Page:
Starting a new job well during the pandemic and beyond

Career development / Culture and values / Learning and development
Phil Purver
By Phil Purver | 24th November 2020

Shaking hands with the new boss and being shown around the office was a rite of passage for new starters before the pandemic. Breaking the ice over a round of tea and asking colleagues questions every two minutes was all part of the settling in process.

But how are those starting a new job during lockdown finding the transition? If you're navigating the first few weeks of a new position, it could be easy to feel you've drawn a lousy hand. Introductions over Zoom and working in isolation have the potential to make for a second-rate initiation. But what if there was a different way of looking at the situation? Perhaps a more positive way for new starters to see themselves as pioneers of a new way of working.

If you tuned into our recent online conference on Lessons from Lockdown Leaders, you'd have heard Dr Phyl Hughes, Co-Managing Partner at H2Pro, predicting that the current state of flux is no short-term blip. Dr Hughes explained that even without Covid-19, the next decade was always due to be a time of massive upheaval and change within the workplace. Covid-19 has merely accelerated this.

With this in mind, anyone starting a new job during the current circumstances is laying the groundwork for future generations. 'Fourteen-year-olds today starting new jobs in 2030 will look back at how we used to work and laugh,' said Dr Hughes during her fascinating session on Facing New Strategic Choices.

But perhaps even trailblazers need a steer sometimes? Luckily, Sarah Hobbs, Managing Director of Talent and Potential, has done extensive research into how new starters can land on their feet during the lockdown and beyond. She curated her findings into 15 tips which she shared during our recent webinar: New beginnings: starting new jobs well in turbulent times.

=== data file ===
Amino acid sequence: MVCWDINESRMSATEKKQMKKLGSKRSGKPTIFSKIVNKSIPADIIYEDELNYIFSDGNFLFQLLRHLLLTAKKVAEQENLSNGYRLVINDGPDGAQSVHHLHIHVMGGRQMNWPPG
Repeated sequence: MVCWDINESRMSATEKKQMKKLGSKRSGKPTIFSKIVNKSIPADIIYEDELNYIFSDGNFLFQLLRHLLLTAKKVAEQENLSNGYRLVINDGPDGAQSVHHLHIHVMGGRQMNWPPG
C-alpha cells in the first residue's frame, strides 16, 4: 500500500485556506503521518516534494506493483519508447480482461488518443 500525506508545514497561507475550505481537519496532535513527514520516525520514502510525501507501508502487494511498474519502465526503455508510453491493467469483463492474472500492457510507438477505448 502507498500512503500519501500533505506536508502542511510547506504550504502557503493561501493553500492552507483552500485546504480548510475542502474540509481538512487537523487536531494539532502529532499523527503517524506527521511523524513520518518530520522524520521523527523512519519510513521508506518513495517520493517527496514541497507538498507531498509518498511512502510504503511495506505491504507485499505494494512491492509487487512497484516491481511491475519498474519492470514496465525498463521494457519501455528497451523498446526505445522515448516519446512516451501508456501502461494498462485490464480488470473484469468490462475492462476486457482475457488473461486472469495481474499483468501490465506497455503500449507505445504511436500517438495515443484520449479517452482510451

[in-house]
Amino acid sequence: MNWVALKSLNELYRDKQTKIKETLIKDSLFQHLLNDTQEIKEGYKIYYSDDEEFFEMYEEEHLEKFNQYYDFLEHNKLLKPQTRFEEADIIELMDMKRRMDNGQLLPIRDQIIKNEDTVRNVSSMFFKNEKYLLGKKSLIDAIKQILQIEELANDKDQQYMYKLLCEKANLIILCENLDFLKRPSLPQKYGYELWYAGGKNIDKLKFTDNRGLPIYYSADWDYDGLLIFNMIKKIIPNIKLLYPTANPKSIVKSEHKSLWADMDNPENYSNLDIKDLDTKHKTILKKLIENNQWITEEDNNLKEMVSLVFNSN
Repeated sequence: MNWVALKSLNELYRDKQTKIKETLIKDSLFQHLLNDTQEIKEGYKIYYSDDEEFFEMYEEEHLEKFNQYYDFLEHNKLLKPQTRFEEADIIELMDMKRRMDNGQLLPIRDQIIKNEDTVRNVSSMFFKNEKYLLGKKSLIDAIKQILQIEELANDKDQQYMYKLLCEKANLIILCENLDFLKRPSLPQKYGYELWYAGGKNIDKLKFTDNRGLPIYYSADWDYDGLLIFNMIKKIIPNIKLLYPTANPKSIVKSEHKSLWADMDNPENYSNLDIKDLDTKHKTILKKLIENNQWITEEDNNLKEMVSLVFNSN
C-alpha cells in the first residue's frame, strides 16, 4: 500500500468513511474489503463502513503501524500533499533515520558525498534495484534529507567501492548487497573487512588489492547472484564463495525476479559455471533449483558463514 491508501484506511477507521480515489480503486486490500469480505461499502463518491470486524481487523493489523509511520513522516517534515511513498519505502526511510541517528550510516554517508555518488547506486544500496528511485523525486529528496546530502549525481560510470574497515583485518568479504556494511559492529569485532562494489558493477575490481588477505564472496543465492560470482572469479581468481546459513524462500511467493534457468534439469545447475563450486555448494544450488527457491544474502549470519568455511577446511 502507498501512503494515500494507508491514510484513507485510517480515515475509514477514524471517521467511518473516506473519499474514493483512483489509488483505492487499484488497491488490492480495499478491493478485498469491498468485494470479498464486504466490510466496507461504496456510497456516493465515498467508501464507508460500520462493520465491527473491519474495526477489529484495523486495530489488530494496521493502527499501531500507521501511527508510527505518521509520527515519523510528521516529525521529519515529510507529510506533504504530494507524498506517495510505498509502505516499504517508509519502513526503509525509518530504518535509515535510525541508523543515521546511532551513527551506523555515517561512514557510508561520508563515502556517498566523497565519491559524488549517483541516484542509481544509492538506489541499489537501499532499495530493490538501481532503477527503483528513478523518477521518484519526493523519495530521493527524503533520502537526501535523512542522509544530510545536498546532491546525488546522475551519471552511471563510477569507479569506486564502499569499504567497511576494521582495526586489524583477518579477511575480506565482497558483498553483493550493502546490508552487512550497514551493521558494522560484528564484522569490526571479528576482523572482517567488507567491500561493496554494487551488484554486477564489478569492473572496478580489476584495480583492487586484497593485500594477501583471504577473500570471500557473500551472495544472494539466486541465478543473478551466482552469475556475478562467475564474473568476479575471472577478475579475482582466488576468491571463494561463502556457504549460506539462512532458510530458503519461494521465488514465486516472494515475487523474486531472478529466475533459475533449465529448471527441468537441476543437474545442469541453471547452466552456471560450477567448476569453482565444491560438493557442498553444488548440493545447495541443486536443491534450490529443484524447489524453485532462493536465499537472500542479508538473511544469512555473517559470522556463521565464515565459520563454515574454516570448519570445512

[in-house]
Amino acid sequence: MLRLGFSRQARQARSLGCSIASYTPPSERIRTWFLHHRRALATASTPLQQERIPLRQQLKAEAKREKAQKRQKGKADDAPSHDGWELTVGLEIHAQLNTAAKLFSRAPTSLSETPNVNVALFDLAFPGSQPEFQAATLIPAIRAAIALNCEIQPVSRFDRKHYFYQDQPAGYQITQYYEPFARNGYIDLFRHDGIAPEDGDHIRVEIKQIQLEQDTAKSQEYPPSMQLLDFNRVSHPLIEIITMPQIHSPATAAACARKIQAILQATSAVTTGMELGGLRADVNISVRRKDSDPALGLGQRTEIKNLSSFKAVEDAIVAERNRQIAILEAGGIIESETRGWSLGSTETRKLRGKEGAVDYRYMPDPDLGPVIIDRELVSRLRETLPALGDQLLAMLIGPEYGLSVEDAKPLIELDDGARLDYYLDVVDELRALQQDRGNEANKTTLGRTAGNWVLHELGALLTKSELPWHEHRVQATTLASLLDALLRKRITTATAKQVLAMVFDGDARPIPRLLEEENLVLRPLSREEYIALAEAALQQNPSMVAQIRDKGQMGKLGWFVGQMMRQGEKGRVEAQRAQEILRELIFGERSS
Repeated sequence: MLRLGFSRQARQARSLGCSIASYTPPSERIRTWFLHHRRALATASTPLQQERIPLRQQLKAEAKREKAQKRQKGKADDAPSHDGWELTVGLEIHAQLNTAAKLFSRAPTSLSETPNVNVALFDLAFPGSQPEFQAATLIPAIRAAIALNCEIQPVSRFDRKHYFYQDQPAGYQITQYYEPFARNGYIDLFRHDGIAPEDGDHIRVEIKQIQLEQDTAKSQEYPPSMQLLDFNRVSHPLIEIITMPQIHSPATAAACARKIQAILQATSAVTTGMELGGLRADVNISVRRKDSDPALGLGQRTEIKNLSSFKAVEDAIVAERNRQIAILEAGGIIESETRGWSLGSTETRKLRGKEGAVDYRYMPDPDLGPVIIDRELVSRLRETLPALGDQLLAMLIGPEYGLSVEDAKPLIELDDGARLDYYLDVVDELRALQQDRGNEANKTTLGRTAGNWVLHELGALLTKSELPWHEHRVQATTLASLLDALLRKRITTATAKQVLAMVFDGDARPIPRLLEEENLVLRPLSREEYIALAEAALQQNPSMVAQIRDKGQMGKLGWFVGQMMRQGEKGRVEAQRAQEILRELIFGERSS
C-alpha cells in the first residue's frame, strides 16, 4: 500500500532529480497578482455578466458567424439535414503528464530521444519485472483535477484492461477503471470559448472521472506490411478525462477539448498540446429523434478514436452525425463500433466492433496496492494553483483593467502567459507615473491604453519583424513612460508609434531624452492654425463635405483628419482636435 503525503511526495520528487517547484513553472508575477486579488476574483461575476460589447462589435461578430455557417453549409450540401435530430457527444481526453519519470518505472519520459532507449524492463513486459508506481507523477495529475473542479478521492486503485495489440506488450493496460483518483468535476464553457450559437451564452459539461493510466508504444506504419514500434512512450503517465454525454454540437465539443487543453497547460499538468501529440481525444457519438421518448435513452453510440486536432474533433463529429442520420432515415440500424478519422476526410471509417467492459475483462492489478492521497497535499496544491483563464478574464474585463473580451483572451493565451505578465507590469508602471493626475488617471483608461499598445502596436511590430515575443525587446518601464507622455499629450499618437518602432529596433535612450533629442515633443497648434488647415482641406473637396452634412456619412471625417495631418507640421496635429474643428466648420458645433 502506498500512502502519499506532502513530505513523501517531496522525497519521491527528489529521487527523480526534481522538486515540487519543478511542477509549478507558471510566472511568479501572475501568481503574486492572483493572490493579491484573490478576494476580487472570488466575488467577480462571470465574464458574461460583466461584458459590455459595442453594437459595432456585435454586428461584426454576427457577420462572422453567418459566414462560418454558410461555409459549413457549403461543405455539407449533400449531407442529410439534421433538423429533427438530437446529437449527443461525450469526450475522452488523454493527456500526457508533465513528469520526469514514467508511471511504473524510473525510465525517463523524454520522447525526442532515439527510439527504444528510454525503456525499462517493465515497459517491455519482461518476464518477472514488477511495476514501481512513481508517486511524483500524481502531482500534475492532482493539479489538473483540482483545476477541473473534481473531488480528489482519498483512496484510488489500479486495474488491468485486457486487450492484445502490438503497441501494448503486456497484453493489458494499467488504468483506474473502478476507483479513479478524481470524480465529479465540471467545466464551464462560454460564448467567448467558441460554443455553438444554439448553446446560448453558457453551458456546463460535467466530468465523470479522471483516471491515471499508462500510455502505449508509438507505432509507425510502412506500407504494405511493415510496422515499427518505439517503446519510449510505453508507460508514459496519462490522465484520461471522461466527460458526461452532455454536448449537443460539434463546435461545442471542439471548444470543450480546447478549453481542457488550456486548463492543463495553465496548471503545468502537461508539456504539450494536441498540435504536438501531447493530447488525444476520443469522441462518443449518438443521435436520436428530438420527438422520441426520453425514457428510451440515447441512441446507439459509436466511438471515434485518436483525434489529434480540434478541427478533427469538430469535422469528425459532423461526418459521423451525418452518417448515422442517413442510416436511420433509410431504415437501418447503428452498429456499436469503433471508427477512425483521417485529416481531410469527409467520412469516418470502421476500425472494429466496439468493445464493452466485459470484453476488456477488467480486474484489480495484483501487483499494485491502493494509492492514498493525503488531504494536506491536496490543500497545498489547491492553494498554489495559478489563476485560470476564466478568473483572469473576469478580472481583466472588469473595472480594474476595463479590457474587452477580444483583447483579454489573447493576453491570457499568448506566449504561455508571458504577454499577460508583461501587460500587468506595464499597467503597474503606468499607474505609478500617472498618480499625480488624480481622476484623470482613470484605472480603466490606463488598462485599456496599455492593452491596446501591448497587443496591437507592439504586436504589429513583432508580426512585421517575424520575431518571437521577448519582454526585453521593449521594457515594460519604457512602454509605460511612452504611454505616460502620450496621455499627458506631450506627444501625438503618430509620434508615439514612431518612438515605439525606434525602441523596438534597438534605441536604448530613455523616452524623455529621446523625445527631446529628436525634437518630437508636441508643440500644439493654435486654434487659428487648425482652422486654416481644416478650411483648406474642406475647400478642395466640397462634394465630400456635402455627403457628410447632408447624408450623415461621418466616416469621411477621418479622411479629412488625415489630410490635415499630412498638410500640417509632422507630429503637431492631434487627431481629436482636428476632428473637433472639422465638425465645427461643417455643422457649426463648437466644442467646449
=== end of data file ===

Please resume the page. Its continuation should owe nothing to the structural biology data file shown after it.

Sarah's research suggests that relationships during lockdown are becoming more transactional. People are only calling colleagues for a reason, rather than to chat as they may have done in the office. This lack of small talk can slow the getting-to-know-you process. To combat this, Sarah suggests doing your homework, so when the opportunity to talk to a new colleague arises, it’s easier to grow the conversation. Have they written any LinkedIn articles? Do they have a blog? Are they active on social media? All these mediums offer fuel for discussion. As long as you don't stray into very personal topics, colleagues are likely to be flattered by the interest.

In the webinar chat function, participant Paul Hockey, founder and owner of TalentShift HR,  offered hope with his experience of playing online games. Paul played World of Warcraft in the European Guilds from 2006-2010, with hundreds of participants from all over the world who he’d never met. ‘A lot of learning can be gained from video gaming clan culture and how they work,’ he commented. ‘Businesses may end up embracing video gaming tools such as Discord, which is now the standard tool for the video gaming community to build communities, induct new people, and encourage social interaction.’